A Supreme Court vacancy arises late in the second term of an idealistic and ideological president. He confronts a Senate controlled by his opponents and he hopes to win a third term by proxy. This describes the United States this week — and it also describes the U.S. 28 years ago, but with the Rs and Ds reversed.
Back then, Republican Ronald Reagan had to contend with a Democrat-controlled Senate. Today Democrat Barack Obama must deal with a Senate dominated by Republicans. In 1987-88, Reagan was hoping that his handpicked successor, George H.W. Bush, would extend his presidential legacy, much as Obama's flag now flies with the Democrats' front-runner Hillary Clinton. Just as the resignation of Justice Lewis Powell in mid-1987 opened the way for a pivotal new justice chosen in a genuinely bipartisan process, so now the death of Justice Antonin Scalia creates an opportunity for both parties to work together to select the court's next swing justice.
In 1988, after a few false starts that included the failed nomination of arch-conservative Robert Bork, the country ended up with the more moderate Justice Anthony M. Kennedy. Today, Kennedy straddles the judicial aisle — sometimes siding with Democrat appointees, other times with court Republicans on hot-button issues including same-sex marriage, campaign finance, abortion rights, gun rights, affirmative action and voting rights. Kennedy's decisive votes and views are doubtless different from those a Justice Bork would have generated. The idealistic and ideological Republican in the White House in 1988 didn't get his first choice, but neither did Senate Democrats get exactly what they'd hoped for. That's the essence of compromise.
Is there a nominee acceptable to Obama that the Republican-controlled Senate could tolerate? Senate Majority Leader Mitch McConnell (R-Ky.) and Senate Judiciary Committee Chairman Charles E. Grassley (R-Iowa) have both signaled that nobody Obama sends over should even be voted on. But other Republicans are taking a softer line. On Saturday, Sen. Lindsey Graham (R-S.C.) left the door open a crack: “No one will be appointed who isn't a consensus choice.”
The key number for consensus is 60% because of filibuster rules. That means 15 or so Republicans would need to join all the Democrats to make up a 60-vote bloc to bring a nomination to the floor over the opposition of the other 40 Republicans. What kind of person could appeal to the president and win over a significant swath of Republicans? It would have to be someone who shares Obama's instincts about democracy and social justice but also Scalia's reverence for constitutional text and history, and his heartfelt respect for the rule of law. It would have to be someone whose constitutional views and philosophies have been laid out publicly, so Republicans could know what they were getting (they have felt burned by “stealth” nominees lacking long paper trails and public track records).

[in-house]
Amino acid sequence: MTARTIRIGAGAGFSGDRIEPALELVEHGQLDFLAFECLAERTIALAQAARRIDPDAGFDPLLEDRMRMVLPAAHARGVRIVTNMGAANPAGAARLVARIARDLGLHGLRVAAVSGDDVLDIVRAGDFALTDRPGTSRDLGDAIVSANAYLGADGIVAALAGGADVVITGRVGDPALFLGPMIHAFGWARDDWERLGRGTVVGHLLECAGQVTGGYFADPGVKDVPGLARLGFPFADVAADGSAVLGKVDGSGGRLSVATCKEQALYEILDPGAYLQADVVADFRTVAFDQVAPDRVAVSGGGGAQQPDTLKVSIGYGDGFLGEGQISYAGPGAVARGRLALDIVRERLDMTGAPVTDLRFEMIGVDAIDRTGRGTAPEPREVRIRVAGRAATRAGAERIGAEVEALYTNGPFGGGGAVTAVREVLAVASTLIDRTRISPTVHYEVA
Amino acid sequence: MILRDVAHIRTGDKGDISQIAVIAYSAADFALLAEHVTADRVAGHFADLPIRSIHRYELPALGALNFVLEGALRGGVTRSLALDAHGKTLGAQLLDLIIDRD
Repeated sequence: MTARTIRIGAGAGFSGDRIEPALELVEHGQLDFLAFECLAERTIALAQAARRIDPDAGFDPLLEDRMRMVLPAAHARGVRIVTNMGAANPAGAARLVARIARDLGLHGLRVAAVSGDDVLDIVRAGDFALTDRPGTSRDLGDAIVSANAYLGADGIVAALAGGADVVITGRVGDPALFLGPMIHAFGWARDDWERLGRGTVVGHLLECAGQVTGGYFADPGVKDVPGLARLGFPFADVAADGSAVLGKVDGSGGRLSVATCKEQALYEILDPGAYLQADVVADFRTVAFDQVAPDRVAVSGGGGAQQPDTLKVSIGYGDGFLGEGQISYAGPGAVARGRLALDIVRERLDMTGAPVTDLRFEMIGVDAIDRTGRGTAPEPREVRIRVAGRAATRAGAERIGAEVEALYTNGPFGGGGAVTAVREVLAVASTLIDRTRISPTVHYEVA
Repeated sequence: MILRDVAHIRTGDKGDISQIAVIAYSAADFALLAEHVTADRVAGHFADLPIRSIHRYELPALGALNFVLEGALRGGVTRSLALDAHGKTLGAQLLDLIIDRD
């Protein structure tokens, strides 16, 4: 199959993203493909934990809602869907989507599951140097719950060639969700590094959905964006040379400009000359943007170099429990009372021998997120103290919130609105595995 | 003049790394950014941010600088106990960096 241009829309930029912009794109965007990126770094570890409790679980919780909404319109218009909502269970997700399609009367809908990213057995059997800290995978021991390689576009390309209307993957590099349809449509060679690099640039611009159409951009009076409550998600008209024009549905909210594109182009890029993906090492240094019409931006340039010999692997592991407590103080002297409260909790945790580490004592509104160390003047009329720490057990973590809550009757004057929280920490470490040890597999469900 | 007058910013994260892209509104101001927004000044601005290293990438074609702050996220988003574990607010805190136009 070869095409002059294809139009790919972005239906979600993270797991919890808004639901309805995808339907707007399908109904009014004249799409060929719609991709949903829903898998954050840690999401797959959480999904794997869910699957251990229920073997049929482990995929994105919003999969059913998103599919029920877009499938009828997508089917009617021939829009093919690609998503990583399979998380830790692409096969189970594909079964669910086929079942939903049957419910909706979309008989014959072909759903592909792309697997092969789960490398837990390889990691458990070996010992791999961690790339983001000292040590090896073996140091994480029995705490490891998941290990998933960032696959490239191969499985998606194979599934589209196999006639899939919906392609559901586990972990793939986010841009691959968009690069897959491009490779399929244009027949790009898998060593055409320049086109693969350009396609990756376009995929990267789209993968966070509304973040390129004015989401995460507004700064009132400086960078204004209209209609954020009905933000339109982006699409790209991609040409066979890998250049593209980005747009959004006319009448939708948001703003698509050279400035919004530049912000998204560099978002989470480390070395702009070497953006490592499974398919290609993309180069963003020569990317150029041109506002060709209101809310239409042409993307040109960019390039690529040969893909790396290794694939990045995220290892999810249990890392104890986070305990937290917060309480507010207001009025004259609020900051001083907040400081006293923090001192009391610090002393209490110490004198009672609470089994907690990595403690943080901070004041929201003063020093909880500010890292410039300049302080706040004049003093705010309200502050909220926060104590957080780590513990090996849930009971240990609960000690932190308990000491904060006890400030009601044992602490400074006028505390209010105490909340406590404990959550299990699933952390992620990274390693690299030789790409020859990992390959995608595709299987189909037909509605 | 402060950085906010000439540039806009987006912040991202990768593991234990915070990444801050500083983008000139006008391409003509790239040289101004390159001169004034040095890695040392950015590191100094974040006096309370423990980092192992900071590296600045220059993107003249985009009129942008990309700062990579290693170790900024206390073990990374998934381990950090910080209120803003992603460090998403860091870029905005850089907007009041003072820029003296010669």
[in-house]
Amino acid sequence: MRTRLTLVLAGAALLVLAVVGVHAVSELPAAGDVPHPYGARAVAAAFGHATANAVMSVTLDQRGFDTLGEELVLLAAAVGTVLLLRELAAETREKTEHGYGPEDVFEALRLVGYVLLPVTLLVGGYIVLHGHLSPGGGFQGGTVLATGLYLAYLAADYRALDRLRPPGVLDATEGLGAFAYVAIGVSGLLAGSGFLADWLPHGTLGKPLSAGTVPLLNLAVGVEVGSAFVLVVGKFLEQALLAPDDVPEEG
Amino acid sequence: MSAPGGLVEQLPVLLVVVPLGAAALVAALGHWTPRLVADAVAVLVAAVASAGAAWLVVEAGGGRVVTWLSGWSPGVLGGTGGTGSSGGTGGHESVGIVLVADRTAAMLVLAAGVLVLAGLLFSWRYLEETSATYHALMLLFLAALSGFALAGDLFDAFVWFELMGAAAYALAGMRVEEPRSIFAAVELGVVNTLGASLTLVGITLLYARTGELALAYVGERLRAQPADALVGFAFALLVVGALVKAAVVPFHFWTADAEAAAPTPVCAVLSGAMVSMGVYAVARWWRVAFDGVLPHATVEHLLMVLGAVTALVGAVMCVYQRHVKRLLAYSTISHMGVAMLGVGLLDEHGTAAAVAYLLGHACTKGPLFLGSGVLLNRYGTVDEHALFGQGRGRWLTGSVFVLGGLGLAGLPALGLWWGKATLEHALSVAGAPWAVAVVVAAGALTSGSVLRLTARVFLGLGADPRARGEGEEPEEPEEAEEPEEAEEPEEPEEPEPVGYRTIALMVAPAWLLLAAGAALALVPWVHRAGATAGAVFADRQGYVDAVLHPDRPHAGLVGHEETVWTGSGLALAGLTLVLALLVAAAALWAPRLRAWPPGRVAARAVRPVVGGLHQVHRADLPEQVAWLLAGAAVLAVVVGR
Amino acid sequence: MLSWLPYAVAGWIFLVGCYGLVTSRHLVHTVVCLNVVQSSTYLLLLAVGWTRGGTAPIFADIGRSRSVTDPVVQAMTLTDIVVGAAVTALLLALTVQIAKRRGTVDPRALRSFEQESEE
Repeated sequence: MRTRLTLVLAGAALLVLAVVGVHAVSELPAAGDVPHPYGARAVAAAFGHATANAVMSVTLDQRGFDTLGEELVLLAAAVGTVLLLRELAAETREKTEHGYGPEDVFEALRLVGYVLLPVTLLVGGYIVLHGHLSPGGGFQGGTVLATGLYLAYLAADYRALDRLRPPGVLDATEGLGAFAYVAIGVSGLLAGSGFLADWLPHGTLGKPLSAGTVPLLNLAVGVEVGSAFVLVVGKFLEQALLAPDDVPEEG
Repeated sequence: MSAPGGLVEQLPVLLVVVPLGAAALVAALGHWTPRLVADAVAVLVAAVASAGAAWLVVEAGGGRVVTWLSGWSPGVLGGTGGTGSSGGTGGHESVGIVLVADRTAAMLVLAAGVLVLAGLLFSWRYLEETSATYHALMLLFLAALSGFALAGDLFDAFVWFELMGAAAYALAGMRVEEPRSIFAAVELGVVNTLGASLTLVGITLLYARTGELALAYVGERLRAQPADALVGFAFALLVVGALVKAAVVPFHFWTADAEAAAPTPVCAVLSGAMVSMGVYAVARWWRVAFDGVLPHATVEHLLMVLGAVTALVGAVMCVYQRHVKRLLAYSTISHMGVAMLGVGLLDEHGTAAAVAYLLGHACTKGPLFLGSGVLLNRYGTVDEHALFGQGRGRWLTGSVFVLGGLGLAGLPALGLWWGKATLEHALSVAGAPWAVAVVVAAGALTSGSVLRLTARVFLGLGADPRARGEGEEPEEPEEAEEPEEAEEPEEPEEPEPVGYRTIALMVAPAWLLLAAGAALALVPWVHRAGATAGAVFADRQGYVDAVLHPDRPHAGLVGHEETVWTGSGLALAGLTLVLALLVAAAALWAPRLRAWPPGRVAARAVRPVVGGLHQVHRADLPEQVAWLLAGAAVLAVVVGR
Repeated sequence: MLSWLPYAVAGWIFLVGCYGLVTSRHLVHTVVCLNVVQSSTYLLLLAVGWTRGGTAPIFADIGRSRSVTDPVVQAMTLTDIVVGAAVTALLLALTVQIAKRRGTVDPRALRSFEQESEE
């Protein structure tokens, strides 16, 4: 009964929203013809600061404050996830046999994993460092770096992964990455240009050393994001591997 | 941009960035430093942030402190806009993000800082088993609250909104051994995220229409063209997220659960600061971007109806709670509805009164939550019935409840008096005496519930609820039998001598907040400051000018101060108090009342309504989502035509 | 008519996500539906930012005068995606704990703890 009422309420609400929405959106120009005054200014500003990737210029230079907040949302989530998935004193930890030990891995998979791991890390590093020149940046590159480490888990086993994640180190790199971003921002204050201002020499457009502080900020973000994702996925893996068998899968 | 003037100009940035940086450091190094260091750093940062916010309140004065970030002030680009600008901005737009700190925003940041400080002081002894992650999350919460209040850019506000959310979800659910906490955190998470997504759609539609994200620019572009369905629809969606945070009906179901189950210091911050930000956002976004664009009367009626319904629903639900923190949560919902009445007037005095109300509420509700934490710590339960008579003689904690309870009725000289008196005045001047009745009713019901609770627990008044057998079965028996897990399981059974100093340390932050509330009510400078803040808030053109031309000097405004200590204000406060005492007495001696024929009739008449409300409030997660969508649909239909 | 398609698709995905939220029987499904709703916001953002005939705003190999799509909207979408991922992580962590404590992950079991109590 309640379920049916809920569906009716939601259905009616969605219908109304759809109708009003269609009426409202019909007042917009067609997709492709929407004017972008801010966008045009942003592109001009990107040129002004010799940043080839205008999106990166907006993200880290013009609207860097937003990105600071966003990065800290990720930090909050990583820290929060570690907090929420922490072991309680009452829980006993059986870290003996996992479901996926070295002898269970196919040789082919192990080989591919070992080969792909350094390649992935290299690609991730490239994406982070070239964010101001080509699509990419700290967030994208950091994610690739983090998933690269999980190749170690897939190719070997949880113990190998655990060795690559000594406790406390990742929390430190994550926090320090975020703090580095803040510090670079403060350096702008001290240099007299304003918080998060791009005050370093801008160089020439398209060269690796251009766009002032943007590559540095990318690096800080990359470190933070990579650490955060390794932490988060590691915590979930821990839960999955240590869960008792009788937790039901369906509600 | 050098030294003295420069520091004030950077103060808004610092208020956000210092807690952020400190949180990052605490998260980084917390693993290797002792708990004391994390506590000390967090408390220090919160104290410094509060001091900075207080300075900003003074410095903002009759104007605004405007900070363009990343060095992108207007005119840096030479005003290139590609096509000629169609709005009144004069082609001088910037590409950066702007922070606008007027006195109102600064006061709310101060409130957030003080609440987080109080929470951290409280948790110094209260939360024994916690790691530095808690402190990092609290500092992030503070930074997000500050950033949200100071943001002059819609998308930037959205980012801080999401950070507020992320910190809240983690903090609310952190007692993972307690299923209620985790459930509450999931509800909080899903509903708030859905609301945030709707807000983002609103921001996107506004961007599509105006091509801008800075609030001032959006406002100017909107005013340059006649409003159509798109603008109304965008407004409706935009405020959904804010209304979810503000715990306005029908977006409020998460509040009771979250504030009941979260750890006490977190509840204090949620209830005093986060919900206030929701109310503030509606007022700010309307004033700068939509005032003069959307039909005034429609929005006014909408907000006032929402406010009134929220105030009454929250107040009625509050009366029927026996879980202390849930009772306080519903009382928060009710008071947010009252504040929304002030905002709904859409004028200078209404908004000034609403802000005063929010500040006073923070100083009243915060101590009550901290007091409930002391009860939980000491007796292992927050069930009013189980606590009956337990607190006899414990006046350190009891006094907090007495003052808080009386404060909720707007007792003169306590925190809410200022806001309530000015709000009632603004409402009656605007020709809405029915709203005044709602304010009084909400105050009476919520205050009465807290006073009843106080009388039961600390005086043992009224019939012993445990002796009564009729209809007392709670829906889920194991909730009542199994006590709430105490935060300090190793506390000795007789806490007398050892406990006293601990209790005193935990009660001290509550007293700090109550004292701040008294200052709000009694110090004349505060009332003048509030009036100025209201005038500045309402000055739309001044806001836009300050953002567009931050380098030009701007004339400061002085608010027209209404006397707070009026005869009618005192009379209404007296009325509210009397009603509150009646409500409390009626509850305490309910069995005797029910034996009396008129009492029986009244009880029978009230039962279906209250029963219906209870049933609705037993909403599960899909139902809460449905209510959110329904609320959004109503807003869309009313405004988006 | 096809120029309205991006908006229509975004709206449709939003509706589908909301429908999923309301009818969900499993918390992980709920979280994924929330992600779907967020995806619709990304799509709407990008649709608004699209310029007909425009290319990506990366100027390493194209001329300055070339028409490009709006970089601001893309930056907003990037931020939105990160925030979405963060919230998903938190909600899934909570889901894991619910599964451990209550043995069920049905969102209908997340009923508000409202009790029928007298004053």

Assuming the president could find someone who fit the right (and left) profile, why should the Republicans give the nominee full consideration? First, a hard-line refusal to give Obama's nominee a fair shake could play poorly with middle America. Come November, an appealing but thwarted nominee could energize the Democrats' electoral coalition, and sway swing voters in crucial states. It is easy for hard-liners now to pronounce that any conceivable nominee is a non-starter; it will be much more difficult to stick to this party line if the president puts forth an articulate, earnest, honest candidate with requisite legal chops and a compelling life story.
Senate Republicans should also note that a compromise candidate today may be far better for them than an unknown future nominee. Imagine, for example, that Clinton wins and the Democrats also regain the Senate. She would not have to compromise on a nominee nearly as much as Obama might be willing to now. (To put an extra-sharp point on the matter: Republicans who hated the very thought of four more years of President Obama back in 2012 should ask themselves how they would feel about 40 more years of Justice Obama in the advent of a Clinton victory. Clinton was recently asked whether Obama might make a good justice, and she seemed quite smitten with the idea.)
There is yet another scenario Republicans must consider: They may win the White House in November but still lose the Senate. A Democrat-controlled Senate would then take office in early January, weeks before Obama leaves the White House. During that overlap, the Democrats could undo the filibuster rule by a simple majority vote (the so-called nuclear option), and Obama could replace his compromise candidate with someone far more liberal. Such a move might seem aggressive, but so too is not giving a president's nominee a fair shake and a floor vote. What goes around comes around.
Now think about the president's incentives. What would Obama gain by threading the needle with a consensus nominee? If common sense and public pressure forced Republicans to accept the candidate, Obama would increase his imprint on the court, and end his presidency with a bipartisan bang. He could make good on his so far unrealized campaign promise to “reduce the polarization and meanness in our politics.”
Will Obama and his congressional critics choose to do, at last, what so many Americans desperately want them to do, namely, work together? Ronald Reagan, the very president who gave us Justice Antonin Scalia in 1986, was able to find common ground with Senate opponents soon thereafter with his nomination of Kennedy. His final choice for the court cemented his greatness and provided the high court with welcome moderation. The current president and Senate would do well to ponder the precedent.
Akhil Amar is a professor of law and political science at Yale University. Vikram Amar is dean and a professor at the University of Illinois College of Law.